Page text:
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Single Room Occupancy (SRO) housing fills a gap, brings new opportunities

women sitting on front steps outside

Rosie Baggett, 57, has lived at an SRO residence in Minneapolis for the past four months.

For the first time in over two years, Rosie Baggett has a house key. It opens the door to her room at the SRO residence, a Single Room Occupancy (SRO) housing building where she lives. After a long stretch of homelessness, she moved in four months ago. And with great relief at having her own space, she was able to store her belongings, get new clothes, and start laying a foundation for stronger housing stability.

“It’s given me freedom,” she said.

The SRO residence where Rosie lives is part of Hennepin County’s larger strategy to help fill an affordable housing gap in the region. Through the SRO housing model, the county acquires and rehabilitates properties, which has included motels and hotels, to create small, independent units that share common spaces like kitchens. SRO units are meant for people who can afford modest rents, are experiencing homelessness or housing instability, and who can live independently. It’s a cost-effective way to “right-size” housing interventions, tailored to the needs and strengths of a specific group.

It’s also an intensely collaborative effort across Hennepin County, leveraging the success of the Homeless to Housing [link to story page] case management program to find the right people for the right housing option.

“SRO housing helps to reduce burdens on our homeless response system,” said Julia Welle Ayres, Housing Development and Finance Director at Hennepin County. “Providing safe, affordable housing for people who can afford SRO rents and live independently will allow many people to move out of shelters, giving them greater independence and making room for others who need those services.”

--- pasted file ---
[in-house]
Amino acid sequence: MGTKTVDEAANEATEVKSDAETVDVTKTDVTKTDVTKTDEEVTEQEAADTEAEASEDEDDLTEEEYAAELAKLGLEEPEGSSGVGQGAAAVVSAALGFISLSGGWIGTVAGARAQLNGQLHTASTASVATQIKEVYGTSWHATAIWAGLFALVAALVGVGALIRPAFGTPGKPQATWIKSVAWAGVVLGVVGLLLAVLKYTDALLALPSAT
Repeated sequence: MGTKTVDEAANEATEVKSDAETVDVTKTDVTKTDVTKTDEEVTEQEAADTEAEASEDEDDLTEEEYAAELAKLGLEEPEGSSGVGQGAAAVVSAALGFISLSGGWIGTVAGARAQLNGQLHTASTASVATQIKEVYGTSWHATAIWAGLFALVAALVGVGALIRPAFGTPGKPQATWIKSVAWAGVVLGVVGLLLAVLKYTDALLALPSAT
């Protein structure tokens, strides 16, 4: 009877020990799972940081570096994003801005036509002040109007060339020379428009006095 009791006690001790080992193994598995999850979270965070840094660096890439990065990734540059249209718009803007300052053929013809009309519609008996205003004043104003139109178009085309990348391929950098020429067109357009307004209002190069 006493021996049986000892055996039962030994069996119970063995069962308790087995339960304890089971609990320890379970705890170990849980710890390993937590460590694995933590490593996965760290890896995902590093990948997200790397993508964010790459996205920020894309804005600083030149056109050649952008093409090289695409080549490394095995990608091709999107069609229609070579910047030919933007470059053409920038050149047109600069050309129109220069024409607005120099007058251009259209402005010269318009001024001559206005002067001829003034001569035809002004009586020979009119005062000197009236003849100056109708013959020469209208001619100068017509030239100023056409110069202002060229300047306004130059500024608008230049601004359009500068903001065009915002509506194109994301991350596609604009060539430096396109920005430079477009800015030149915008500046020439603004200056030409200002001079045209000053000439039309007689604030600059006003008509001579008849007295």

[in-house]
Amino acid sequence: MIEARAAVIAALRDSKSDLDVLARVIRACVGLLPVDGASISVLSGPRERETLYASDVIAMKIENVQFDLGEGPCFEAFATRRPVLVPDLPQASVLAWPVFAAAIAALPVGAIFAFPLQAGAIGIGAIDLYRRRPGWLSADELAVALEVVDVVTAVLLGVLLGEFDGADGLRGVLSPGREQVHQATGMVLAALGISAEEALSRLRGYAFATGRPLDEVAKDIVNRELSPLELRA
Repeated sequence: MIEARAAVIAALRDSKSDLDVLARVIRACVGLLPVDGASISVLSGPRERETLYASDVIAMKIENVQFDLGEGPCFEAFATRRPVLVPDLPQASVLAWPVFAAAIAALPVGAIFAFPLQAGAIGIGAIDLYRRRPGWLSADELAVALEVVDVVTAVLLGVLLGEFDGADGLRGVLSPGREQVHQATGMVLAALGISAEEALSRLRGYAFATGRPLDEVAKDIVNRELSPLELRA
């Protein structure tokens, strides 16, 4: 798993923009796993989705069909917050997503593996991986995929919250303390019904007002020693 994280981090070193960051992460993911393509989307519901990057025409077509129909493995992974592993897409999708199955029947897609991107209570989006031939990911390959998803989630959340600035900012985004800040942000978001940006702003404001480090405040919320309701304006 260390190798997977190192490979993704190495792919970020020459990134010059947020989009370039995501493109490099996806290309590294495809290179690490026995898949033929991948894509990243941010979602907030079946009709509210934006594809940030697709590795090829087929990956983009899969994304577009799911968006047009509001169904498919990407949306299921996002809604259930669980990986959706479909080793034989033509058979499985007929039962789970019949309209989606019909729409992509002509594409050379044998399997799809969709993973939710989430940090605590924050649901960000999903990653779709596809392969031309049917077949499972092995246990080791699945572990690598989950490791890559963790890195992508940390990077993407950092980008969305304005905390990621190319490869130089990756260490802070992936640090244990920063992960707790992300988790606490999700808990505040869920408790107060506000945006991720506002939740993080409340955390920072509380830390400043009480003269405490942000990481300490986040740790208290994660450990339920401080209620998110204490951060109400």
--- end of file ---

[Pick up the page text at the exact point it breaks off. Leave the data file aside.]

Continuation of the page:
An old strategy gains new traction

The idea of renting out single rooms as a low-barrier, low-cost option dates to the 1970s. But cities demolished this type of housing and prohibited future development due to shifting downtown priorities and urban renewal campaigns. The closure of SROs and mental health facilities during that time both contributed to skyrocketing levels of homelessness.

At the start of the pandemic, Hennepin County leased hotels as a refuge for people at high risk of COVID-19 who were living in emergency shelters. Soon after, the county purchased properties to replace those leased hotel units to maintain an asset that could be transformed into long-term affordable housing. So as concerns about COVID-19 deceased, the county decided to act —remodeling the hotels and converting them to SRO units, creating new SRO housing that meets modern building and design standards.

For the Hennepin County units, rent is expected to range from $425 to $550 per month, depending on whether they share bathrooms and kitchens. Units typically include private sleeping and living space while other amenities, such as kitchens and laundry areas, are usually communal.

The amenities might be basic, but that hasn’t diminished residents’ excitement.

“People are so excited to have a key to their own door” and have more independence than in shelters or supportive housing, Welle Ayres said. “The single-room occupancy model prioritizes stability, independence, and community over amenities within individual rooms.” 

Changing the affordable housing landscape

The addition of the SRO housing will make a lasting impact on the affordable housing landscape in Hennepin County, providing housing for hundreds more people who might otherwise need to seek refuge in shelters. And while the SRO concept is not a new one, Hennepin County is leading the effort to envision a bold, new direction for the strategy.

“Hennepin County was one of the first counties in the nation to consider going out and buying under-used hotels and motels and doing what we can to make them affordable housing,” said Welle Ayres. “We’re setting a different standard for how to make long-term impact in the housing space.”

For residents like Rosie Baggett, the SRO strategy is deeply personal. The stability of a private room and her own key has laid a foundation on which she can build on. After transitioning to her new room and newfound “freedom,” she’s taken on greater levels of responsibility, becoming the caretaker and overseeing the upkeep and cleanliness of the residence. She’s also thinking about the future.

“I would love to own a home,” she said. “I want to do something really different that I’ve never done before. Things are getting better.”